It is difficult to forget Chouhan’s cold comment about the dead men: the government had to feed them biryani. He echoed a rising trend of slander. Most Indians would see the false plaint as bordering on the malicious. Severe criticism from opposition parties, and a very few but resolute journalists, flayed the government over the suspicious deaths. The biryani comment was apparently meant to deflect from the line of questioning. Albeit of a milder variant, Chouhan belongs to the Rashtriya Swayamsevak Sangh school of communal nationalism.
He was the preferred protégé of Hindutva stalwart Lal Kishan Advani, who pushed him as a contender for the prime ministerial job in 2014. But it went to Narendra Modi. Unlike Modi, Chouhan was not averse to sporting a Muslim cap to showcase his wider appeal. Something had changed now, and it was reflected in the grudge he bore against feeding rice and meat to Muslim prisoners. It is fascinating that such prisoners somehow never asked for a vegetarian meal, even for a change of flavour. And the media, barring exceptions, appears primed to fall for this trap. Requesting a coveted meal somehow justifies a punishment, which is usually a brutal death.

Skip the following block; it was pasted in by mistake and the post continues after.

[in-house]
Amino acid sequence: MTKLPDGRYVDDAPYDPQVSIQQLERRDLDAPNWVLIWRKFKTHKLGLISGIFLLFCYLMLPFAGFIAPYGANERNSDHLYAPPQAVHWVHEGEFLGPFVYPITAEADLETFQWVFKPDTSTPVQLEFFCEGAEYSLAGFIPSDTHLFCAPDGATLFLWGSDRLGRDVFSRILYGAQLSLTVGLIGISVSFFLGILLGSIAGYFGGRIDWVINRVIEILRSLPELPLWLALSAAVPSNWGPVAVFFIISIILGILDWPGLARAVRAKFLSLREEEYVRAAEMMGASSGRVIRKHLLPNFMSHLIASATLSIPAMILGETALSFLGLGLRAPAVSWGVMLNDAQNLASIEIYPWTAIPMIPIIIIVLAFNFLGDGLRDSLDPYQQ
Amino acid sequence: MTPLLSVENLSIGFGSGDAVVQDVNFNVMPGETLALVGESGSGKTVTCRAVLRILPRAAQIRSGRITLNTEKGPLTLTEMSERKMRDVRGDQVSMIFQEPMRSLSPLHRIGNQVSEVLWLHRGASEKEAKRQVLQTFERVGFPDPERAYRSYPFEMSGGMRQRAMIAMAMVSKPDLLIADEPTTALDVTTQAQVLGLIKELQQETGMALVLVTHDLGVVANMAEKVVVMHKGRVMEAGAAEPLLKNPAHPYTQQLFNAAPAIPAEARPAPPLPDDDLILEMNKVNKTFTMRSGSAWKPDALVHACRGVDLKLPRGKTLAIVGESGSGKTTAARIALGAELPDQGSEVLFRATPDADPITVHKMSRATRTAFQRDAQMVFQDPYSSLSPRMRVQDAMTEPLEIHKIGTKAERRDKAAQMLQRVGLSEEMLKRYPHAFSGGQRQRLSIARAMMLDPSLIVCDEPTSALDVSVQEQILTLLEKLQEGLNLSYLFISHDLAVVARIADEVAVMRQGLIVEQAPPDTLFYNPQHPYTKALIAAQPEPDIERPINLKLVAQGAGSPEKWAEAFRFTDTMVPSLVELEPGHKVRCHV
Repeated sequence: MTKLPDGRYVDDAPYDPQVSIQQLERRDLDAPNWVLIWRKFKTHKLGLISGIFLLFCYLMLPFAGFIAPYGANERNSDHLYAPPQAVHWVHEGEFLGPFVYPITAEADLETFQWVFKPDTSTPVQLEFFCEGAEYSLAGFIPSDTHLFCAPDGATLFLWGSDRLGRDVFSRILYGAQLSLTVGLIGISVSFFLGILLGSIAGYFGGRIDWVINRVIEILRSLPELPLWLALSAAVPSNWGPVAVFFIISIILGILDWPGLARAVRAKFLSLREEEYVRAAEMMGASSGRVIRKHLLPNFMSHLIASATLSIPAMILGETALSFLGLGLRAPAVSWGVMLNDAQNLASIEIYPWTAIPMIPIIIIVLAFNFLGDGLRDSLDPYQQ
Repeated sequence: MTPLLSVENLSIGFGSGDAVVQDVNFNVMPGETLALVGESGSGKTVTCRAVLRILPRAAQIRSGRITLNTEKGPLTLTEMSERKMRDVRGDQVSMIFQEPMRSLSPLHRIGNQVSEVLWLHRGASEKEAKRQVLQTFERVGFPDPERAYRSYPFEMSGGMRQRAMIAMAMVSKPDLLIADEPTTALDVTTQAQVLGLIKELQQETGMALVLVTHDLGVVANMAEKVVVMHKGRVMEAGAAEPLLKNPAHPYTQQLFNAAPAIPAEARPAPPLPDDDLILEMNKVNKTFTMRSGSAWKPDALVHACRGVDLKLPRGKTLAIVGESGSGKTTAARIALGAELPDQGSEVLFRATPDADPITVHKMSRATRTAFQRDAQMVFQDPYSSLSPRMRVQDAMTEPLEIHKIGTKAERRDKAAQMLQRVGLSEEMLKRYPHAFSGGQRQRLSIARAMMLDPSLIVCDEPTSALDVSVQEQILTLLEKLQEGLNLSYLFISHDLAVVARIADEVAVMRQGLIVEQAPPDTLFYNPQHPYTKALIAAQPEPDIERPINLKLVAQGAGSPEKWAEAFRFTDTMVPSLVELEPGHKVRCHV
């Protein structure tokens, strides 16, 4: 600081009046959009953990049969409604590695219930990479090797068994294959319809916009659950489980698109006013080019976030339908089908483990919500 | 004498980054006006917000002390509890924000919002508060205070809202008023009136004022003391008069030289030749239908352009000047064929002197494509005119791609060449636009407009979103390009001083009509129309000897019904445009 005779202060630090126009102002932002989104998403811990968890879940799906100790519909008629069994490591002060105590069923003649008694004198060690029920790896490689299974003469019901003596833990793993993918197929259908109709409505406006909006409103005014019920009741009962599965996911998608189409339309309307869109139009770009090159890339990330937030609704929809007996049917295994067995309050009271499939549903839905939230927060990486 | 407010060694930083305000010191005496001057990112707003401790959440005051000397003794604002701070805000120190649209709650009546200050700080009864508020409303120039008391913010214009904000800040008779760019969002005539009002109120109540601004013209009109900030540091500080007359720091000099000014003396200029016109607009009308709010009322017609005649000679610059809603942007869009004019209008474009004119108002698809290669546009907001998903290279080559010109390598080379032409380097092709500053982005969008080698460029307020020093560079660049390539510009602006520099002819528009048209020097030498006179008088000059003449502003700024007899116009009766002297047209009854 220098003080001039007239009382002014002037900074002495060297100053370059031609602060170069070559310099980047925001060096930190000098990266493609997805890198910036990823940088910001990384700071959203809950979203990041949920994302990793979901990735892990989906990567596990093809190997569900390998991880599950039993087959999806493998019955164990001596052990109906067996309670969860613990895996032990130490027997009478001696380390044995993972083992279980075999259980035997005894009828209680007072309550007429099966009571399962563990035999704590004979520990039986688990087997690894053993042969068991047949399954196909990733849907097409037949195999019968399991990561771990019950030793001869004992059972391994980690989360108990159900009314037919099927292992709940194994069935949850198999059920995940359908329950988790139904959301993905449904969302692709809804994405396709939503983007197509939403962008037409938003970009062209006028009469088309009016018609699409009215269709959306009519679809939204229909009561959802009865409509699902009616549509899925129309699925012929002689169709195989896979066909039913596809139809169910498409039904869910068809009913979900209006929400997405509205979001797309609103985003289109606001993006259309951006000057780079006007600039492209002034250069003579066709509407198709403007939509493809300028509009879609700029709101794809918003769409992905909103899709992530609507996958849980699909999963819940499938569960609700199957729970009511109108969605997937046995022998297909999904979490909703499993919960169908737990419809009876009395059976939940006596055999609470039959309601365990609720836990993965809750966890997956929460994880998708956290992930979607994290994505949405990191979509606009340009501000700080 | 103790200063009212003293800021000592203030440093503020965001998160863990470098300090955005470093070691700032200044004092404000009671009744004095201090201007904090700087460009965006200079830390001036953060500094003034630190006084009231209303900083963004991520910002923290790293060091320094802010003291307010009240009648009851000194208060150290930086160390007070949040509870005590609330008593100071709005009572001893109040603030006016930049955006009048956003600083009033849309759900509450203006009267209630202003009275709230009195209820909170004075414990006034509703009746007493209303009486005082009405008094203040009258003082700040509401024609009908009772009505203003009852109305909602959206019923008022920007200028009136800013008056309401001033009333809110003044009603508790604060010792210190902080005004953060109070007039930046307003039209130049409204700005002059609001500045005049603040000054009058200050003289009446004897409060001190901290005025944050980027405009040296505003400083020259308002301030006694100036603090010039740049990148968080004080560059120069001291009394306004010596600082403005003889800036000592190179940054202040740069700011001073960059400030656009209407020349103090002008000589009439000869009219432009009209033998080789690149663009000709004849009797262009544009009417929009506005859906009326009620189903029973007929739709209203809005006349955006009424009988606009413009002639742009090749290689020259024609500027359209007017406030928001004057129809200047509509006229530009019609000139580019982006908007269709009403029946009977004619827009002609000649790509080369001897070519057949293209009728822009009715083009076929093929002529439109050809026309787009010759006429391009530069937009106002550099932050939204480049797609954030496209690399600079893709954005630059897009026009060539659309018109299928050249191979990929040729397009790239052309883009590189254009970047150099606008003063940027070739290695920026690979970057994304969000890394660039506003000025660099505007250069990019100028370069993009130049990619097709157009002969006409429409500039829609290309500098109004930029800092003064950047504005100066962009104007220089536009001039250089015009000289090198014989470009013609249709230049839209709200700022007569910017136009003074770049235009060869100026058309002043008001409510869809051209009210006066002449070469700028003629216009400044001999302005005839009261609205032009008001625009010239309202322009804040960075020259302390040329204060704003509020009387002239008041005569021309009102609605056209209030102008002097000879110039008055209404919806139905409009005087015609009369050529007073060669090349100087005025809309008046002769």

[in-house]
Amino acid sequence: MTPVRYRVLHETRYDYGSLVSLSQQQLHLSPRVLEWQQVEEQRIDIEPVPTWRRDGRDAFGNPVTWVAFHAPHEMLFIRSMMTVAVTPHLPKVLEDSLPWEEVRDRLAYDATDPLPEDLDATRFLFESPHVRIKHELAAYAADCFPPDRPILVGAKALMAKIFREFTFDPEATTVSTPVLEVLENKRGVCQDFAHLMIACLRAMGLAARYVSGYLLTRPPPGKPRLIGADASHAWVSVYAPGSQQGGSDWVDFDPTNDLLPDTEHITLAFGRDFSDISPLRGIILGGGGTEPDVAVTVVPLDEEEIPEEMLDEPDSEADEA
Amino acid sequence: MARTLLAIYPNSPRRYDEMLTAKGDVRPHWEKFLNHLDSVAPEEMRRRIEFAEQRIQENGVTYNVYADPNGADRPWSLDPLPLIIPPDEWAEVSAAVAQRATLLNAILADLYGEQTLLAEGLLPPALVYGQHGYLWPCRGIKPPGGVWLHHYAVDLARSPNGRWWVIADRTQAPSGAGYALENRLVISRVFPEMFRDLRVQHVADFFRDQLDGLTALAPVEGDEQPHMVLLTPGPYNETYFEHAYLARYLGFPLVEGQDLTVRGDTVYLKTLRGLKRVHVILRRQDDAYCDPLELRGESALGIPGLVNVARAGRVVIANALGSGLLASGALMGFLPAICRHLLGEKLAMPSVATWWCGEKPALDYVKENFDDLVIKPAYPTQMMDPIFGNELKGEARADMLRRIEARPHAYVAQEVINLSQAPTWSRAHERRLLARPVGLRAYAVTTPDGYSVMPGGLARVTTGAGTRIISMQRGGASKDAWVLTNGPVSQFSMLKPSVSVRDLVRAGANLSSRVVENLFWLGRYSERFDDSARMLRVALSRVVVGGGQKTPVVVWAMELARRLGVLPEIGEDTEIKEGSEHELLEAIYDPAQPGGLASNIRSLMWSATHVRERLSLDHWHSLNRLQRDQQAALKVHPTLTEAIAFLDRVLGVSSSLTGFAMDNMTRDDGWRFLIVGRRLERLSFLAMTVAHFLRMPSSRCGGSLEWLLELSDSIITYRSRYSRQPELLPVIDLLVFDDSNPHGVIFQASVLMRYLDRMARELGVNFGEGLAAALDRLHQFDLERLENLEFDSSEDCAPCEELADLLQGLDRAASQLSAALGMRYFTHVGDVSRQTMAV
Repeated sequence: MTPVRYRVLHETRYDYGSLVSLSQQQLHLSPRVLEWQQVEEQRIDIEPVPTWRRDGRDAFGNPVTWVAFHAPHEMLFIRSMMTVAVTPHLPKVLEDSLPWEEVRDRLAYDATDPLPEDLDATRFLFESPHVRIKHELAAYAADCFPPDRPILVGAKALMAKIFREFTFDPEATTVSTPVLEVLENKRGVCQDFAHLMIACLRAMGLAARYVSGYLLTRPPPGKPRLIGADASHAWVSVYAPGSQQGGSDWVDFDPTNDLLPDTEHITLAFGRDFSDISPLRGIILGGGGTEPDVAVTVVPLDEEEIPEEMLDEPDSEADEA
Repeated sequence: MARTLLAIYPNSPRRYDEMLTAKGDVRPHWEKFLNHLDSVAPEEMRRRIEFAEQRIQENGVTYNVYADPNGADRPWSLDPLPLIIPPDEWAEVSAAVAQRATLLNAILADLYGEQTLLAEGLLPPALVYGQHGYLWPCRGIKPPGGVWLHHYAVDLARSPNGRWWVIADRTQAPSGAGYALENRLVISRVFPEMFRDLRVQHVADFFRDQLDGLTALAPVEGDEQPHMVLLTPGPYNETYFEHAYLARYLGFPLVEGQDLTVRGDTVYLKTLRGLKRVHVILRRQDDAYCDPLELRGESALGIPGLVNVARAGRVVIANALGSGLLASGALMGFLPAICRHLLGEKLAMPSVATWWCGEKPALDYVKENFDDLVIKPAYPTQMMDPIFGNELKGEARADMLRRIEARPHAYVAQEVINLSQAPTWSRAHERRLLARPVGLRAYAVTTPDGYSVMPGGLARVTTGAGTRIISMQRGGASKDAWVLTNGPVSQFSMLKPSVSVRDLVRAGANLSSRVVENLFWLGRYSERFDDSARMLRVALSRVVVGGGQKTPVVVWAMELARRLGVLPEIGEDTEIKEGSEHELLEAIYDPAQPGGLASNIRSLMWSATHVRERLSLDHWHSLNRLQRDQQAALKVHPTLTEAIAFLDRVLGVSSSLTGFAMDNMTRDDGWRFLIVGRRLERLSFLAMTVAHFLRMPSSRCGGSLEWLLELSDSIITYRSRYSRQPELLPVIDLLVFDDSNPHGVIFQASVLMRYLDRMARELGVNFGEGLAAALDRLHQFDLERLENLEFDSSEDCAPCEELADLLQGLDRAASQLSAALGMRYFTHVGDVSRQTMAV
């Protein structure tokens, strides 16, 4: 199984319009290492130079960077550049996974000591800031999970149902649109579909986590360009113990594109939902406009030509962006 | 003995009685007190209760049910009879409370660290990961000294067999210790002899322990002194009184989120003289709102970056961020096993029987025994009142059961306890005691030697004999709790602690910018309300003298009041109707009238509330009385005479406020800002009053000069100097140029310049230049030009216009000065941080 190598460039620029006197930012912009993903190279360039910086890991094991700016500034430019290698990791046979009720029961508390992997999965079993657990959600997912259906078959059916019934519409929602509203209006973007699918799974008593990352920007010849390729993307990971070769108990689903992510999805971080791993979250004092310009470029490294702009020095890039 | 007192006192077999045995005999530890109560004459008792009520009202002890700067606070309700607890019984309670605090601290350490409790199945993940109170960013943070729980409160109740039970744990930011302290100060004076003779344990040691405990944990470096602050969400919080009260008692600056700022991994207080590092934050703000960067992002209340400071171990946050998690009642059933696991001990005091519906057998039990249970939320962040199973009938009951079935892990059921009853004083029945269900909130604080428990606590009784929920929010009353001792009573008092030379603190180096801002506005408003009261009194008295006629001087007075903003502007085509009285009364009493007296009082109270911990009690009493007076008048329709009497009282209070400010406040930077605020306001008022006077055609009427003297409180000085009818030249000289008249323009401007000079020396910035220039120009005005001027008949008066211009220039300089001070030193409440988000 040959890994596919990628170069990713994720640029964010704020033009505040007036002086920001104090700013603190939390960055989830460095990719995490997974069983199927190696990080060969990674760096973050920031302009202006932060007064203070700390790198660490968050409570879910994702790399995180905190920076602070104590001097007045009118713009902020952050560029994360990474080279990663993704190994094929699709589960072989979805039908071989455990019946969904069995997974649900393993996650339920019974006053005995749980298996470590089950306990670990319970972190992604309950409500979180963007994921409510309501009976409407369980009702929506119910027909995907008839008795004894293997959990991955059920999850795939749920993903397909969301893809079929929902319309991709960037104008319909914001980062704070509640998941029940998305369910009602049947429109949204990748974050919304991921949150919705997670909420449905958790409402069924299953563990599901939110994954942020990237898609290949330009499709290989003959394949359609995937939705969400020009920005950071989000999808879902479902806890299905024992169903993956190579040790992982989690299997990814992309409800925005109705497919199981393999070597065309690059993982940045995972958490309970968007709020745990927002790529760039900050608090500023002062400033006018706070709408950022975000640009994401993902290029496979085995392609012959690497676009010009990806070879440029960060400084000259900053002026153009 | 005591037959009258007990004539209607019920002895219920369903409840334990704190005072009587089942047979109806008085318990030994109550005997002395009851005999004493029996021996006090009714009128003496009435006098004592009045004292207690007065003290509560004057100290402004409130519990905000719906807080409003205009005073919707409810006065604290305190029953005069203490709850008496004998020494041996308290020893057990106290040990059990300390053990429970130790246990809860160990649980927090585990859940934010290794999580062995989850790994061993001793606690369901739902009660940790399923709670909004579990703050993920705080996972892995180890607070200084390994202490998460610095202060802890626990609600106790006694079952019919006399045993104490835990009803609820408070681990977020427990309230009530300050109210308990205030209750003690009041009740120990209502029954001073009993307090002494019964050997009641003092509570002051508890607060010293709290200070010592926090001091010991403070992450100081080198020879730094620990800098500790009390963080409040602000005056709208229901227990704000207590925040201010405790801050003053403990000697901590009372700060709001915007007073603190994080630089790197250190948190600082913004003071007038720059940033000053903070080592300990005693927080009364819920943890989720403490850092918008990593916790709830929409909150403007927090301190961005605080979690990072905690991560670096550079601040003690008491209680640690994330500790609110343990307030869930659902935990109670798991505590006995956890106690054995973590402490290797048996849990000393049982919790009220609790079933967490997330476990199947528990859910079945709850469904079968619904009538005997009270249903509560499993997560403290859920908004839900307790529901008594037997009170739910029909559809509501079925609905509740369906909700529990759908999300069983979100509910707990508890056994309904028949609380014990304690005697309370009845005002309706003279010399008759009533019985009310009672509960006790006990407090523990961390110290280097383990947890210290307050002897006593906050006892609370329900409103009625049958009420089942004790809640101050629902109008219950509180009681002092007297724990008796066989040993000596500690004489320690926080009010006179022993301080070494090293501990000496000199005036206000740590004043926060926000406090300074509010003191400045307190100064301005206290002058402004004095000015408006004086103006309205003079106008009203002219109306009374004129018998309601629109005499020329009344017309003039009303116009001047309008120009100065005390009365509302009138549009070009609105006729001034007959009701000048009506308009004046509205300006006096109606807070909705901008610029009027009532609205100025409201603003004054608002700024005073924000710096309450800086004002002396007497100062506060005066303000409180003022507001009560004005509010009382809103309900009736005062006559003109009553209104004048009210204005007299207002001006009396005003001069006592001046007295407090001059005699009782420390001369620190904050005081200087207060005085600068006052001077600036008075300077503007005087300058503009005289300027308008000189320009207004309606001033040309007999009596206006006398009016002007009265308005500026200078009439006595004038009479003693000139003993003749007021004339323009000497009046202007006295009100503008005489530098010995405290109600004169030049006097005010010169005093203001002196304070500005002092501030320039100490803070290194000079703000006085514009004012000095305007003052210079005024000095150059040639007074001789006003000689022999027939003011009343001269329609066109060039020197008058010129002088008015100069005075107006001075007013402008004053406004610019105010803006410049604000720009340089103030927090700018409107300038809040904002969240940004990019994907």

There is a tradition, a humane one, that a condemned prisoner is offered a meal of his choice before the execution. We can quibble about a lurking absurdity in the proposition, but the alternative is certainly more disturbing. For example, it is possible that someone’s trial was so faulty that offering a menu of choice to him would be like mocking his fate. And, yet, it would be that much crueller to kill a hungry man.
(You can bet your last penny that a meal is not what the militant Islamic State group offers before decapitating its prisoners. Mean-mindedness goes nicely with bigotry, and Hindutva is catching on in this respect. What else can explain the spiteful taunt about prison food?)
Stories of gore already abound — of beating, stripping and lynching people who consume beef or trade in cowhide in India today. The copycat bigotry suits the purposes of ascendant Hindutva.
There was a time when Hindus and Muslims, despite their different eating habits, came together to overthrow colonialism. Rumours spread that the new Enfield rifle cartridges were laced with pig’s fat (offensive to Muslims) and beef (shunned by some Hindus). Their unity became a legendary moment of glory in 1857. The colonial establishment, as Indian rulers would today, contrived to turn the metaphor of resistance on its head. They found easy ways to pit the two against each other. Their mutual rage shaped a tragic history.
Slandering a cornered community is an ingenious ploy to target it. It worked in Germany in 1930s and, as Kasab’s prosecutor and others at different times showed, it can work anywhere if the state so wishes.
The writer is Dawn’s correspondent in Delhi.
Published in Dawn November 22nd, 2016